According to a new study, people, who suffer from nocturia, the need to urinate at least twice during the night, could have a significantly high risk for mortality.
In the study, researchers demonstrated that there was a significantly increased mortality rate in elderly patients living in a Japanese assisted-living facility who suffered from nocturia, relative to other residents.
They conducted a comprehensive geriatric assessment of 788 residents 70 years old or older to determine incidence of nocturia.
The scientists took into account data from a national health insurance system, and assessed differences in survival stratified by presence or absence of nocturia over three years.
They adjusted the models to control for age, sex, BMI, diabetes, hypertension, history of coronary heart disease, nephropathy, alcohol consumption, and use of tranquilizers, hypnotics or diuretics.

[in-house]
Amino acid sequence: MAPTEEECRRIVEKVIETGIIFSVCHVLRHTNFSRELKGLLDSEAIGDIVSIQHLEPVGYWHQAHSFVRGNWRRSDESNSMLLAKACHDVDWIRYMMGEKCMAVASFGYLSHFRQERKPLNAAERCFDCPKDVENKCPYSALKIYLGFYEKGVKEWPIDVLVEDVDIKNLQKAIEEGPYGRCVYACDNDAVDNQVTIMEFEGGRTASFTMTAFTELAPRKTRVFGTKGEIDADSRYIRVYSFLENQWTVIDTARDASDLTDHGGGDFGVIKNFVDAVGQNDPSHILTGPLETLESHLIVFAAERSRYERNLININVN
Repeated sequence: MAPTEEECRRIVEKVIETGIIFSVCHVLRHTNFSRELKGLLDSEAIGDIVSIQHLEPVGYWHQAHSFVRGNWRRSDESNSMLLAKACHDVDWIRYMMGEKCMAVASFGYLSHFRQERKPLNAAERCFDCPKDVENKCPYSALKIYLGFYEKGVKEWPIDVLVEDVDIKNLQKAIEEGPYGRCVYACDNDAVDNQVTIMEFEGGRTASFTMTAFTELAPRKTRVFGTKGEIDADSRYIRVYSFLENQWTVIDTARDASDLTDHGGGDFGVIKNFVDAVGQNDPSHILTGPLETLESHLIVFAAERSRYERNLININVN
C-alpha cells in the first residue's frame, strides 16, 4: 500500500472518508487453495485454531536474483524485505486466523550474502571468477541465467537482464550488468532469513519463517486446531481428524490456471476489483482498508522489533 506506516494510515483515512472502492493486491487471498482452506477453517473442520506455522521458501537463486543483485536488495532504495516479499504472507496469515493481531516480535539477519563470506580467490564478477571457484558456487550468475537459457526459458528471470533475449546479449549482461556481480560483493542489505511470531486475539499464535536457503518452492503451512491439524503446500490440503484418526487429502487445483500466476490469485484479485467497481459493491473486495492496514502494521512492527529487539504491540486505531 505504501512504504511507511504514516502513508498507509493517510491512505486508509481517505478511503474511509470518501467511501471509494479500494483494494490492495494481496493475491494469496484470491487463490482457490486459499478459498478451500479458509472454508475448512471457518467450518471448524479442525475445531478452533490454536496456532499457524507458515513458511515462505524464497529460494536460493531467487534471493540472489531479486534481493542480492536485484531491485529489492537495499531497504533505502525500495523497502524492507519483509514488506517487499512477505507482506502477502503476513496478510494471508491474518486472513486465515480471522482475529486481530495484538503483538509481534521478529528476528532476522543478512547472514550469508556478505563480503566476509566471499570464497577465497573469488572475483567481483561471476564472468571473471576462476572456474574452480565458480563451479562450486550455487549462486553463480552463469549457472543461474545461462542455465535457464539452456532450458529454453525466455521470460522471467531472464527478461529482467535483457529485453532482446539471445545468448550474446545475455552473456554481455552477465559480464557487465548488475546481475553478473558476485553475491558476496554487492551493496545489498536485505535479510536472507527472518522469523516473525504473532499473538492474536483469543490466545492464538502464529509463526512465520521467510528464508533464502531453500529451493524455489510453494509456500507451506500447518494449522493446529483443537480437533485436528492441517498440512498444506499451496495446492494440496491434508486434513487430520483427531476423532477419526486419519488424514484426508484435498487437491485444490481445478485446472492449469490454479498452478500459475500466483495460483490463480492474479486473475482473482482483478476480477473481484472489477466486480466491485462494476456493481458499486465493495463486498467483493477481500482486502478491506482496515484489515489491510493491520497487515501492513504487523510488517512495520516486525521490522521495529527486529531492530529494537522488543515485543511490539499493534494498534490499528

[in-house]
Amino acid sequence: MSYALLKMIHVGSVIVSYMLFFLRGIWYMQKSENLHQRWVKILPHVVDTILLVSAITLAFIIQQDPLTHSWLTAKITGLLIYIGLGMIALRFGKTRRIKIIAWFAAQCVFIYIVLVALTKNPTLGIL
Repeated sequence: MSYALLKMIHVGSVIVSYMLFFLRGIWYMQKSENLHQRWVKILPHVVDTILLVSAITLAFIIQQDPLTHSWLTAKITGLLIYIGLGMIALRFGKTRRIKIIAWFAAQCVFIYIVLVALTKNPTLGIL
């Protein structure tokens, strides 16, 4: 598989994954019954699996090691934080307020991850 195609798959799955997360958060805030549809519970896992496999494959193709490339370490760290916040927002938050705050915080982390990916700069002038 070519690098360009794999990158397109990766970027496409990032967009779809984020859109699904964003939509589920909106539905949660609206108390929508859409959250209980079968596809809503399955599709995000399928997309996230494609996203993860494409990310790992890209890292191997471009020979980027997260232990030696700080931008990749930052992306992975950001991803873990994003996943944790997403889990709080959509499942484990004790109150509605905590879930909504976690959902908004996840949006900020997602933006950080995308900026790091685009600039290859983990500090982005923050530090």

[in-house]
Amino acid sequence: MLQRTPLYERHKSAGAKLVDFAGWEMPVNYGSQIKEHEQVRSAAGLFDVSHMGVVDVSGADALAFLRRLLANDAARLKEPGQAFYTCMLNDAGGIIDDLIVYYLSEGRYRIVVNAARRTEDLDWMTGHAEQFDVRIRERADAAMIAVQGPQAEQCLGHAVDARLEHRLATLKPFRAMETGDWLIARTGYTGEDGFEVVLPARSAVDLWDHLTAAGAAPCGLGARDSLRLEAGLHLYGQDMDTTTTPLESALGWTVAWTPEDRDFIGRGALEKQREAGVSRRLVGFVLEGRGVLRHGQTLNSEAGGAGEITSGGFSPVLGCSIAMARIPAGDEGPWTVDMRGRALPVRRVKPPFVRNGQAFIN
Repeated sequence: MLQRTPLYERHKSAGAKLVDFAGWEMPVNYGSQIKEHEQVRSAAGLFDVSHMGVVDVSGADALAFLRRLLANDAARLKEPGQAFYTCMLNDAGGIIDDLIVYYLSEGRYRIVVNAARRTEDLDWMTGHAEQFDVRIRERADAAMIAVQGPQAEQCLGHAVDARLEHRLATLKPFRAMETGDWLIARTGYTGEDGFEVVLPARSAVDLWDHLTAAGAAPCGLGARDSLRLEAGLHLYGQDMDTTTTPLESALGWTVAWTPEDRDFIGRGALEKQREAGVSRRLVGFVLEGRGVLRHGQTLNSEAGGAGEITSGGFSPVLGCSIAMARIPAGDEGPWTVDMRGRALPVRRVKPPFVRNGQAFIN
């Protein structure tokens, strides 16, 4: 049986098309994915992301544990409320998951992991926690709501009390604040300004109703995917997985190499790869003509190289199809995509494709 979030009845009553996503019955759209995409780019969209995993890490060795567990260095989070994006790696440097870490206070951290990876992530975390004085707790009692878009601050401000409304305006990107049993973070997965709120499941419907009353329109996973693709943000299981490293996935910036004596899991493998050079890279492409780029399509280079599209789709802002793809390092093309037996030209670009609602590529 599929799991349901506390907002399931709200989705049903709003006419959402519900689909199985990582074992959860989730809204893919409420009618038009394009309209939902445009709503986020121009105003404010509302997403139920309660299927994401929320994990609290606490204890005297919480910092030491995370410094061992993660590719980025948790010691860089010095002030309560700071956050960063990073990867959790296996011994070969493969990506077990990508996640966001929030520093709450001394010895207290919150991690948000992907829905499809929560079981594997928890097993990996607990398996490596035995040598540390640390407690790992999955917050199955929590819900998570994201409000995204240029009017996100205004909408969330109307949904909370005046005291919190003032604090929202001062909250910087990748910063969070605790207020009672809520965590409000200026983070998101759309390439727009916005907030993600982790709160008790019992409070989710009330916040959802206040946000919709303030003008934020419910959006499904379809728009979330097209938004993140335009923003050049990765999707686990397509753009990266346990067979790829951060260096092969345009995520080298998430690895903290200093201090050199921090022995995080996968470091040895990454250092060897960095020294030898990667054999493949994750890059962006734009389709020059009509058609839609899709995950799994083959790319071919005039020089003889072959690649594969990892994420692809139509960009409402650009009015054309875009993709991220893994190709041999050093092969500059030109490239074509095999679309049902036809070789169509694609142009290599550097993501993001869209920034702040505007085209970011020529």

"Nighttime urination is not necessarily just a matter of getting older. Patients should talk to their doctor about what may be causing this. There may be a very serious yet treatable condition involved," said Dr. Anthony Y. Smith.
The study was presented at the 104th Annual Scientific Meeting of the American Urological Association (AUA).